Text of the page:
A passionate rendezvous in the north – where the Chobe and the Zambezi meet - News - Gondwana Collection

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A passionate rendezvous in the north – where the Chobe and the Zambezi meet

Avatar of inke inke - 20. September 2019 - Gondwana Collection, Tourism

View at the riverine landscape from Chobe River Camp. Photo by Gondwana Collection

Annelien Robberts

A passionate rendezvous unfolds in the north of Namibia where the Chobe River and the Zambezi River come face to face. Nature is a flawless date night planner, with dusk setting the lighting scene in splendid hues of red, orange, pink and purple. A reed frog chorus accompanied by the harmonising melody of the cicada orchestra creates the mood.

The flow of the rivers

Bevan, one of the guides from Chobe River Camp, explains the flow of this romance to us: The Chobe and the Zambezi meet in the east close to Kazungula. When the Zambezi overflows, it pushes water into the Chobe. (Where do the romantics sign up for this kind of empowering relationship?) If the water level is very high, water flows into Lake Liambezi. Lake Liambezi provides the Linyanti River with water. The Linyanti joins the Kwando River, which flows all the way to the Okavango Delta in Botswana.

Backflow may occur when all the catchments become saturated. This phenomenon changes the direction of the Zambezi’s flow. Sitting on the deck at Chobe River Camp on the Namibian side of the Chobe, I am trying to make sense of the flow of the river. Because at some point, upstream becomes downstream – this information seems to have a hard time flowing, but with some more explanations from the local guides, I get the gist of it. Unfortunately, backflow is no hot topic this year, since the lack of water throughout the country even prevails in the usually lush corners of northern Namibia. The only upside is that wildlife comes closer to the lodge to drink, which makes for incredible game viewing opportunities.

The river doesn’t ask questions

I love rivers in general, the Chobe ranking high on my list. For starters, the river don’t talk. The river don’t care where you’ve been, what you’ve done, why it is you’re standing there. It just rolls on by, whispering to your soul, “It’s gonna be alright.” The river just knows. – Rodney Atkins. Again, where do the romantics sign up?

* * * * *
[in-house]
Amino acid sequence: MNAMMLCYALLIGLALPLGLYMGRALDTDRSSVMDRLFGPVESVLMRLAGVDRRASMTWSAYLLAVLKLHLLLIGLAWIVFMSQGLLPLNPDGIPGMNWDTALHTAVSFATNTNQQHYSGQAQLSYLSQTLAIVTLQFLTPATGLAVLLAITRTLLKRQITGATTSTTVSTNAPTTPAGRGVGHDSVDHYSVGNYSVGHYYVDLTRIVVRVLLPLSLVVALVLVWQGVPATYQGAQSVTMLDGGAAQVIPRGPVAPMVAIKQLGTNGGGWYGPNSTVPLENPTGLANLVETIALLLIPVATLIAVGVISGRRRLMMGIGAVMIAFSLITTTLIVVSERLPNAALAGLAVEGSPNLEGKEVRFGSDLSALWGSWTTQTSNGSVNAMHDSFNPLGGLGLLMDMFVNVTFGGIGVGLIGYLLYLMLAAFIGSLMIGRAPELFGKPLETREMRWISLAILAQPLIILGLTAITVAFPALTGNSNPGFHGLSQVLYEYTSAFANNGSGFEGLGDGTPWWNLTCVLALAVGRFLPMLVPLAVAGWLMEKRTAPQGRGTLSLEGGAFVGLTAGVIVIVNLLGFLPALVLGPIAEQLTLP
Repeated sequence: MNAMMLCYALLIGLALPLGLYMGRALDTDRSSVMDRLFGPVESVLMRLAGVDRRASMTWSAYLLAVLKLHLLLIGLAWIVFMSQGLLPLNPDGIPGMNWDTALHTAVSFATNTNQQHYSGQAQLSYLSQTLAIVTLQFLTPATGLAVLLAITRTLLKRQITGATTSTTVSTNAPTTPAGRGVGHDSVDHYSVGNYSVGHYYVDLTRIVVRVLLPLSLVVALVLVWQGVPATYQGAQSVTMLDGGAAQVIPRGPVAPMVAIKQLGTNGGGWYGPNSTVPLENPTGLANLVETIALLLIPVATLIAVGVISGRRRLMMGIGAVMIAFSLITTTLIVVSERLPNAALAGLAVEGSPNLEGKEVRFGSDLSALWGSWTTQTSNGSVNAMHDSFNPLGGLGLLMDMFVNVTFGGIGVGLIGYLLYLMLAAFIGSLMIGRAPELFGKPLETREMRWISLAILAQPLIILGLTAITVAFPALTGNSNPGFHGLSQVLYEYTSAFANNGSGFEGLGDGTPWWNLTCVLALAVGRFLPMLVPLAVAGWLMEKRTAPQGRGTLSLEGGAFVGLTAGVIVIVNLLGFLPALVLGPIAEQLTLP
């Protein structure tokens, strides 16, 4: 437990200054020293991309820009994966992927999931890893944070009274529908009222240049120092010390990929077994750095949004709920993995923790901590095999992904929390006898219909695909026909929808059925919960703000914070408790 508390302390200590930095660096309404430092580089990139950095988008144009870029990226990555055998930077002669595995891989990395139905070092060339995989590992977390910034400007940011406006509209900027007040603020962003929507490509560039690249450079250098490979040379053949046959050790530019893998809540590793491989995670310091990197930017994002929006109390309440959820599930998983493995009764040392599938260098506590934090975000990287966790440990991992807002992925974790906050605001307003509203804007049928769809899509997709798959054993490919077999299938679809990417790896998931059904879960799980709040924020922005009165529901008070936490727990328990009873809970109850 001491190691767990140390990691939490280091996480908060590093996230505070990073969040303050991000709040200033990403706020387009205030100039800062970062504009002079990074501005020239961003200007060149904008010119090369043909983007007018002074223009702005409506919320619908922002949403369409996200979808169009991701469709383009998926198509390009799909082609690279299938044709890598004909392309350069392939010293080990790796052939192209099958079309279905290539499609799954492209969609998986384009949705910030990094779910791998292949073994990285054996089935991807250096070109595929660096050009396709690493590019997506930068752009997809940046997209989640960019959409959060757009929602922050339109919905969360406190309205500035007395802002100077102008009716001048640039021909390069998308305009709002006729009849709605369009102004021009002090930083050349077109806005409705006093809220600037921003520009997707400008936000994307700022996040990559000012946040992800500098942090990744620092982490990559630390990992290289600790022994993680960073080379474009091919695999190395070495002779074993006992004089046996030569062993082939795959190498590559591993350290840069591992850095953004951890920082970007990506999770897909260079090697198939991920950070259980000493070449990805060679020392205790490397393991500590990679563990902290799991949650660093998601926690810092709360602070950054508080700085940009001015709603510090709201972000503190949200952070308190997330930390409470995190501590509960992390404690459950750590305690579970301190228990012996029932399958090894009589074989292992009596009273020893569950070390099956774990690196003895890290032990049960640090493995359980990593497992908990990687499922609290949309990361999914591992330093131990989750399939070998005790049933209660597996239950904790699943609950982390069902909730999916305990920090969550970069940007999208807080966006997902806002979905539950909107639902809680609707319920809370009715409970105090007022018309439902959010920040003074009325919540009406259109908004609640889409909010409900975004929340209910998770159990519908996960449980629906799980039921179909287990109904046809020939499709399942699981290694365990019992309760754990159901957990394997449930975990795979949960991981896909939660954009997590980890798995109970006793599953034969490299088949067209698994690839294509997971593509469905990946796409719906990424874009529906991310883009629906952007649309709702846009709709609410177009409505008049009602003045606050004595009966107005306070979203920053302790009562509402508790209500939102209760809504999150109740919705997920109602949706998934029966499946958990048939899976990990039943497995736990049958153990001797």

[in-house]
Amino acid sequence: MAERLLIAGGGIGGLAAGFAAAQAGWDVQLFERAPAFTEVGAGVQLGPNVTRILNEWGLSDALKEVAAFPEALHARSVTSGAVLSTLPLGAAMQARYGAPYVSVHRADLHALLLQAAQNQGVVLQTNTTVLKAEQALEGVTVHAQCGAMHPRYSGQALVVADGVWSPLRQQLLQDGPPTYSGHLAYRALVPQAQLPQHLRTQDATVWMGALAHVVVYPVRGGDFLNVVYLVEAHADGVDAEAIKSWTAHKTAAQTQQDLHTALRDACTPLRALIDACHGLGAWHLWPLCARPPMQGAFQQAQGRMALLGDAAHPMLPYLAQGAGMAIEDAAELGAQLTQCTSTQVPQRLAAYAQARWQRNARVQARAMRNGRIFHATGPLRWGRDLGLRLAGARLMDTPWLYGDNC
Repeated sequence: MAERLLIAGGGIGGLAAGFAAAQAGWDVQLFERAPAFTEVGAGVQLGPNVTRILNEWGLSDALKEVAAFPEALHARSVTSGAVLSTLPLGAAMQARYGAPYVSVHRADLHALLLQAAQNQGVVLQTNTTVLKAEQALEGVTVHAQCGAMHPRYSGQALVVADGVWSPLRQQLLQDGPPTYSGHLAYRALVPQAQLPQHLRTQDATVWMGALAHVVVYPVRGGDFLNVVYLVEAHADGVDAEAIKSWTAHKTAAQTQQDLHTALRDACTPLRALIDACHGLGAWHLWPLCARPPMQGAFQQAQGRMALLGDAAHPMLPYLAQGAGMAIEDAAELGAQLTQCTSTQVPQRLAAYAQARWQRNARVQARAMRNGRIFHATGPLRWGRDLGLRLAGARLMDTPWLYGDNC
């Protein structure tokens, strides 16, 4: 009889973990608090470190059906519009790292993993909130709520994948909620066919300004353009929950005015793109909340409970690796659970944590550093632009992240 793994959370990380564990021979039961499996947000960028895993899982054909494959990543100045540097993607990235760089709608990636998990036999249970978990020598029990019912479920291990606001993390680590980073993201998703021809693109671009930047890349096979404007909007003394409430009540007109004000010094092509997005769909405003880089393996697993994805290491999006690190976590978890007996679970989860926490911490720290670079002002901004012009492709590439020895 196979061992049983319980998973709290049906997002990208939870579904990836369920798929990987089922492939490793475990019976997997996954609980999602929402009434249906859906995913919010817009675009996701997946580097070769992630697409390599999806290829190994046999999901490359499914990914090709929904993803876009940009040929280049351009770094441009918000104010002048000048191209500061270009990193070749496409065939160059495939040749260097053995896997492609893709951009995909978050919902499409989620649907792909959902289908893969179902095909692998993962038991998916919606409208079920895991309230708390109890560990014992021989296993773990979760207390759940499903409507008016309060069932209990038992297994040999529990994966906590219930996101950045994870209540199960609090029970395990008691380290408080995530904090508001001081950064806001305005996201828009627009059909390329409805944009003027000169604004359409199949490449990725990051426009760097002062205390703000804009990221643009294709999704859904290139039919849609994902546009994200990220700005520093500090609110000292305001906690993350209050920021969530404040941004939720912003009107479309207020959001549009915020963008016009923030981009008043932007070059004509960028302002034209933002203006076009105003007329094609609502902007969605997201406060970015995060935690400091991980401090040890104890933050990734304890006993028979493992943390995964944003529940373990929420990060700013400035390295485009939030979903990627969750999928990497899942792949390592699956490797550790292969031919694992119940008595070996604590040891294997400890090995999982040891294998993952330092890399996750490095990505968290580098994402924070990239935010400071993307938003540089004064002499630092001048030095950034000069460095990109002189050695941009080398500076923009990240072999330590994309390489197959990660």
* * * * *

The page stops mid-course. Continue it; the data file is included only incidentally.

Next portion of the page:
Activities at Chobe River Camp

Rivers are synonymous with adventure, and the Chobe is no exception. The winding Chobe River establishes Botswana’s border with Namibia and forms the upper boundary of the game-rich Chobe National Park. It is the ideal place for water safaris with half-day and sunset boat cruises.

Taking to the waterways by mokoro is a unique experience. In addition to an arm workout, it gives a completely different perspective to the traditional game drive. Here you are placed within the territory of impressive animals, like hippos and crocodiles. Perhaps you’ll even encounter an elephant taking a swim.

Canoeing at Chobe River Camp. Photo by Gondwana Collection

What is more exhilarating than not knowing what’s around the next bush or riverbend? And the heart-stopping moment when the first elephant appears on the riverbank? One of many more, of course, since this area is renowned for its high concentration of elephants. Nowhere else in Africa can you encounter more of these massive mammals.

On a walking safari, you will be able to reach places inaccessible by game vehicles. If you pay close attention, you might learn how to track certain game, identify different plant species and discover the extraordinary lives of insects, birds and snakes in one of the most exclusive wildlife areas in Africa.

Of course, this is the ideal location for a quick visit to the Victoria Falls, one of the Seven Natural Wonders of the World.

Where to sign up

Sitting on the balcony of my wooden chalet built on stilts, I catch a glimpse of two tiny animals popping in and out of the water. After closer inspection, I see a spotted-necked otter couple playing in the water. It is a very exciting moment for me, as they occur nowhere else in Namibia.

I would not typically describe myself as a romantic, but these two rivers have wooed me into believing that romance still exists. It comes in different forms, and sometimes in the most unexpected places, such as the passionate rendezvous between the Chobe and the Zambezi. I have found the place where romantics can sign up – it’s called Chobe River Camp.

More interesting facts:

-          The Chobe River is in fact a tributary of the Zambezi River, but the part that crosses through Bostwana is called the Chobe. It forms the Botswana border with Namibia, Zambia and Zimbabwe.

-          The Zambezi River flows through six countries (Zambia, Angola, Namibia, Botswana, Zimbabwe, and Mozambique), covering a full 2700 kilometres.

-          The longest part of the Zambezi River is in Zambia and the shortest part in Botswana.

-          The Zambezi is the fourth longest river in Africa, after the Nile, Congo, and Niger rivers. It is the longest east-flowing river in Africa and flows into the Indian Ocean.

-          The Zambezi River forms the border of Zambia and Namibia, Zambia and Botswana, and Zambia and Zimbabwe.

Chobe River Camp in Namibia, 4km from the Ngoma border post. Photo by Gondwana Collection
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